Wheelchair Accessible London
London is one of the most disabled-friendly cities in the world. There are countless attractions that are wheelchair accessible including wheelchair accessible transportation. London’s train stations and public transport networks are accessible and the city’s public toilets provide accessibility features for wheelchair users and people with reduced mobility. With our list of the Top 10 Accessible Attractions in London, you can count on having a comfortable and unforgettable holiday.
While you’re planning your trip to London check out Handiscover’s range of fantastic, fully accessible accommodations.
Is one of the few working royal palaces remaining in the world today. Buckingham Palace serves as both the office and London residence of Her Majesty The Queen. Roll-in in the footsteps of the reigning Monarch with a visit to Buckingham Palace. With level access, lifts, hearing loops and wheelchairs free of charge, the palace is a must-see in London. Wheelchair users are requested to pre-book so the palace can make arrangements for your arrival: +44 20 7766 7324.
The stadium is adapted to suit any kind of mobility level such as fixed hearing loops, well-lit customer areas and staff trained with disability and equality training. Regardless of your mobility level, you will be able to experience your favourite team perform in this iconic sporting venue. Wembley Stadium has been built to the highest specifications offering every visitor an unrivalled event-day experience.
The world-famous British Museum exhibits works from across the globe, dating from prehistoric to modern times. Highlights include the Rosetta Stone, the Parthenon sculptures and the mummies in the Ancient Egypt collection.
Entry is free but special exhibitions require tickets. With free parking for blue badge holders, audio described exhibits and lifts throughout you can be sure of a great day out at the accessible British Museum.
Tower Bridge Exhibition
Here you will find out everything about the world’s most famous bridge, how it works and the history behind its creation. Take a look at the Victorian engines used to open the bridge and enjoy panoramic views of the Capital 45 metres above the Thames. For your level of mobility, London’s most iconic landmark offers level access throughout and public lifts in both towers.
St. Paul’s Cathedral
Enter and enjoy the cathedral inspiring interior. You’ll be captivated by the grandeur and triumphant architecture of St Paul’s Cathedral. With ramp access to the south entrance, and hearing loops throughout it’s a haven of tranquillity in the heart of the City.
ZSL London Zoo
The zoo seeks to provide equal opportunity for all levels of mobility to enjoy the animal exhibits and visitor facilities. The Zoo is more than 170 years old and contains many old buildings. Most of the Zoo is accessible for wheelchair users. Please be aware that dogs are not permitted inside the Zoo. If you’re affected by this please speak to the zoo in advance to make alternative arrangements on + 44844 225 1826.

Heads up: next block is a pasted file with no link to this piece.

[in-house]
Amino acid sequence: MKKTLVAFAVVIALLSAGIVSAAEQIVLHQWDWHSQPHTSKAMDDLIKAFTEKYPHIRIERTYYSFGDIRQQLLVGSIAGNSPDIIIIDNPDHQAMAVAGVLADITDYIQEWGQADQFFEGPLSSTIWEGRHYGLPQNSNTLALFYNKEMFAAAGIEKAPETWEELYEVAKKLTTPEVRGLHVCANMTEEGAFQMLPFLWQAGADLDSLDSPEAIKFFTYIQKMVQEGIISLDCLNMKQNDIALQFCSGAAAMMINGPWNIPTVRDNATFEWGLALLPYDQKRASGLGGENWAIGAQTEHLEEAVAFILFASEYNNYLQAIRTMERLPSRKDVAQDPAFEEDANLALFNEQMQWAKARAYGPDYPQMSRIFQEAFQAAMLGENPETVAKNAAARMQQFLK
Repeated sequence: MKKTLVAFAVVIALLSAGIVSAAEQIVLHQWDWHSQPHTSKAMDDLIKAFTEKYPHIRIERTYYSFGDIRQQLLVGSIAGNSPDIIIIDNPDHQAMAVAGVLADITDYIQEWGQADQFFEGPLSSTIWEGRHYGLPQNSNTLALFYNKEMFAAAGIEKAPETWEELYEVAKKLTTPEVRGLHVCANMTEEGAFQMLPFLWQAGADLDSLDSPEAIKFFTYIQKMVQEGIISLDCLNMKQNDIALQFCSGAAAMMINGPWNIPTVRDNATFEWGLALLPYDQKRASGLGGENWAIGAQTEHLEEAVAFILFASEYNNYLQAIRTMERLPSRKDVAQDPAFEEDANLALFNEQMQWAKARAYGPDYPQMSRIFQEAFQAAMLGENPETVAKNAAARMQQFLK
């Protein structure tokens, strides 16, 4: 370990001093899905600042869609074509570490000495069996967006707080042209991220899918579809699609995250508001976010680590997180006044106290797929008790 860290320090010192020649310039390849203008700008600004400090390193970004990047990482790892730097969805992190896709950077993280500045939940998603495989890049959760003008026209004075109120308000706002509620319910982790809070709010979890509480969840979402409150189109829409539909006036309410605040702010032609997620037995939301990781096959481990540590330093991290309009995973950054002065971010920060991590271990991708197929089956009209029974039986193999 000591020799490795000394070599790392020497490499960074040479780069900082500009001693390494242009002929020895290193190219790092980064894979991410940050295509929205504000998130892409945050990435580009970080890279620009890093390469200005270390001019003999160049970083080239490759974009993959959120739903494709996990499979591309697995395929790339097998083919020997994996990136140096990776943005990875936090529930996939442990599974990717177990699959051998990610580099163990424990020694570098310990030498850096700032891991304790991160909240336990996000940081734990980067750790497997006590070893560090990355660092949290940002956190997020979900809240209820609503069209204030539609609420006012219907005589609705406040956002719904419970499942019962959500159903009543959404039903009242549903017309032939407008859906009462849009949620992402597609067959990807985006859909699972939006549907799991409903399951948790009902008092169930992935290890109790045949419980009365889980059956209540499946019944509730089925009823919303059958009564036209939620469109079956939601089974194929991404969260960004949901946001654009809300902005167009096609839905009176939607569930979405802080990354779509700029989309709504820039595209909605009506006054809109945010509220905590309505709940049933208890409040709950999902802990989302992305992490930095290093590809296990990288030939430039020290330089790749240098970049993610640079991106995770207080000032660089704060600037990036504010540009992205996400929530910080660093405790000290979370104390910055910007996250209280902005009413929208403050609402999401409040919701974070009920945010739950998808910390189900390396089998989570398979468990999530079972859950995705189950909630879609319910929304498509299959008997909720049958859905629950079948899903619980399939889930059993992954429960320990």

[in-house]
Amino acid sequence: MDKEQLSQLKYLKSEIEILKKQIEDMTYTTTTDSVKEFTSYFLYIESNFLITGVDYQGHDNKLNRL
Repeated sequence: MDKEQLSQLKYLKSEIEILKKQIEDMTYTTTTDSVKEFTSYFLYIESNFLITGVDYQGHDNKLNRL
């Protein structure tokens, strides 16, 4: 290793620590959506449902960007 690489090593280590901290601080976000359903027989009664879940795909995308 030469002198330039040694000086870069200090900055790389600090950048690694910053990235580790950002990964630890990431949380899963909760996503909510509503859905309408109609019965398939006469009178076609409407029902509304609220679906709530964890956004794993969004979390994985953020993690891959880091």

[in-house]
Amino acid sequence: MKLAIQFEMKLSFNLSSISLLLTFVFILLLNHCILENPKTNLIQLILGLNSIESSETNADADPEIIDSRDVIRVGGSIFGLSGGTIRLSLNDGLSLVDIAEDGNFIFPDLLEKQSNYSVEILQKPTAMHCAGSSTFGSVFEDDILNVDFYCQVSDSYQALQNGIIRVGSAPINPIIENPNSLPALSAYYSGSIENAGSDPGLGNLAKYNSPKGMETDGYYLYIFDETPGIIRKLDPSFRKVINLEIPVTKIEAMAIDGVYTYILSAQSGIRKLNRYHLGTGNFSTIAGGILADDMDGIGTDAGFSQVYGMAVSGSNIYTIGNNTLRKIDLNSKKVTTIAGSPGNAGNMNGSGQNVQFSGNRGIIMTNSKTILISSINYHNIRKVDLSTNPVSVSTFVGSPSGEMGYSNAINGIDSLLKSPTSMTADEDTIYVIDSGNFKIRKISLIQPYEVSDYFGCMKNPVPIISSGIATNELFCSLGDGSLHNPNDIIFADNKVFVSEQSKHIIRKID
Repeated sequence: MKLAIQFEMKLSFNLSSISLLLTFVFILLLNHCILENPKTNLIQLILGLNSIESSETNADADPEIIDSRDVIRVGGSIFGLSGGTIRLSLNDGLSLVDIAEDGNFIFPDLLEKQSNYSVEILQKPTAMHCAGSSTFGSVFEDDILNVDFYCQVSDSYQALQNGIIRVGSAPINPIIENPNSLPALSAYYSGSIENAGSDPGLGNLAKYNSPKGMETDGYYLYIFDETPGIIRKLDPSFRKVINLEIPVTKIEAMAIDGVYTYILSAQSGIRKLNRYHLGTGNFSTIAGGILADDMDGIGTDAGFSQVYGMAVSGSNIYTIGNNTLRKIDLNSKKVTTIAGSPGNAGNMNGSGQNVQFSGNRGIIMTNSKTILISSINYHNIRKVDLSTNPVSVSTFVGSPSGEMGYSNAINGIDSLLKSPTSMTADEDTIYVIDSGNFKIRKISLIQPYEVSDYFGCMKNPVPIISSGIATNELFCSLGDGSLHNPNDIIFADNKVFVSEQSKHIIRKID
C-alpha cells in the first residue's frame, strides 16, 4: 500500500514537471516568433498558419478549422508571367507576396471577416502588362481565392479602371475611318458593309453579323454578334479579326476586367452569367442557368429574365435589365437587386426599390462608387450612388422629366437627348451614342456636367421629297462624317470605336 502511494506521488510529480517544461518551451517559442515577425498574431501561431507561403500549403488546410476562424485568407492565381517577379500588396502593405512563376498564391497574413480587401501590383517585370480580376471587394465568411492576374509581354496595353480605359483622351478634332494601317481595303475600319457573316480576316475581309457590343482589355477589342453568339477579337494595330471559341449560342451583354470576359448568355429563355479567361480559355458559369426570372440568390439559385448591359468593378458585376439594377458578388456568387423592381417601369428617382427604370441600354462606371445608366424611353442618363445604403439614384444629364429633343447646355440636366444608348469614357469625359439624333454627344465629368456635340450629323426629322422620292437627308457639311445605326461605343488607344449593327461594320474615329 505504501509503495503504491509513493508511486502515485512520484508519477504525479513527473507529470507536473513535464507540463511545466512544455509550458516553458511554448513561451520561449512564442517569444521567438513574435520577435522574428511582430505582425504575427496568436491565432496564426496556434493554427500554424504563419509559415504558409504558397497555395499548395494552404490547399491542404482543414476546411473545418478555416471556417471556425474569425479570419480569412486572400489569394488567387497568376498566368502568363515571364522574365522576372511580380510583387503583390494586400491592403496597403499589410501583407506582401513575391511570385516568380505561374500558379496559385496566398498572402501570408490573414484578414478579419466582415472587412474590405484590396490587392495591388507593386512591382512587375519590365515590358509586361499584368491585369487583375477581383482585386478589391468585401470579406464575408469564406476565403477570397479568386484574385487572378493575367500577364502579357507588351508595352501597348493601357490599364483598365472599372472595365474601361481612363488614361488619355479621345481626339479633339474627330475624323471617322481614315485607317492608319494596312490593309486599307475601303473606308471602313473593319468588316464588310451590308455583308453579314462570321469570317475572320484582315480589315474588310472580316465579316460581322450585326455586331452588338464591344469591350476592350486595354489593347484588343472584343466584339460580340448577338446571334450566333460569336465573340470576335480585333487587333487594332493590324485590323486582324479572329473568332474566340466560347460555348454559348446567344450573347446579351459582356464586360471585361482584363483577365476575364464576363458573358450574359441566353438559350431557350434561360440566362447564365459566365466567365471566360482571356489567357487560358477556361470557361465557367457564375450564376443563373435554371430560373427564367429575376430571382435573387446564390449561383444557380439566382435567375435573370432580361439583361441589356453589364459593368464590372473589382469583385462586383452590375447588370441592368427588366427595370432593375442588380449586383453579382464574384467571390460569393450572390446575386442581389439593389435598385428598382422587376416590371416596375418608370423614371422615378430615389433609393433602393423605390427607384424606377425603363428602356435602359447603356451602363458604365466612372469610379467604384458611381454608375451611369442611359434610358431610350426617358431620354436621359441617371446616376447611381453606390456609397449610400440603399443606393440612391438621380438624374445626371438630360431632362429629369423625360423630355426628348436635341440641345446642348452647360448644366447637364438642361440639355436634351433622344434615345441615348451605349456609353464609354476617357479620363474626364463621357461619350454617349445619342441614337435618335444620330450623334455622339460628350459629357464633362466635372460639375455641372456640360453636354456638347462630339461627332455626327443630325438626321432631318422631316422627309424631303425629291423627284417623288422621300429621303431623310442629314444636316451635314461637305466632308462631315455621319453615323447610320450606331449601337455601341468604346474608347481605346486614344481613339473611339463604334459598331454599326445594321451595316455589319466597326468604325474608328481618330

Natural History Museum
They say it is one of London’s most beautiful landmark buildings. You will find hundreds of exciting, interactive exhibits to see. Despite being over 130 years old, the Natural History Museum has a whole range of access facilities including lifts and ramps throughout most exhibits and all stuff receive disability awareness and equality training, all perfect for making your journey through the ages as hassle-free as possible.
A must-see if you are into British history, kings, queens, statesmen and soldiers; poets, priests, heroes and villains. Despite being a protected Gothic building reasonable adjustments have been made throughout the Abbey for people that have extra mobility requirements, whilst a fixed hearing loop and touch tours are available for those with sensory impairments.
Royal Albert Hall
Is working hard to optimise accessibility, offering a wide range of access facilities and services, some of these should be requested in advance of your visit. On their website, you can see their floor map which could be helpful. The Royal Albert Hall, arts and sciences, was built to fulfil the vision of Prince Albert of a Central Hall that would be used to promote understanding and appreciation of the Arts and Sciences.
Britain’s national museum of modern and contemporary art from around the world is housed in the former Bankside Power Station on the banks of the Thames. If you like are this is a must because it’s Britain’s largest public collection of modern art strives to be accessible to all and offers a well designed Changing Place facility on Level 1.
Accessible Accommodation in London
Handiscover has more than 200 fully accessible accommodations in London with guaranteed accessibility. You will definitely find something adapted to your disabilities or special needs. Our global network of accessible hotels, apartments, bed and breakfasts will ensure you have all the comfort and convenience you require while travelling. Choose what level of access you require and we’ll match you with accommodations that include such features as a roll-in shower, a shower chair, widened doors and wheelchair friendly lifts. Here are some great examples on our website.
Browse Our Top London Guides
- An Accessible Guide to London, England: What to See and How to Get Around
- Getting Around London in a Wheelchair: Accessible Taxis, Buses and Trains
- Handiscover’s London Travel Guide to Disabled-Friendly Holidays
- Our Top 10 accessible attractions for a disabled friendly holiday in London
- Finding disabled friendly accommodation in London can be difficult – Disabled Holiday
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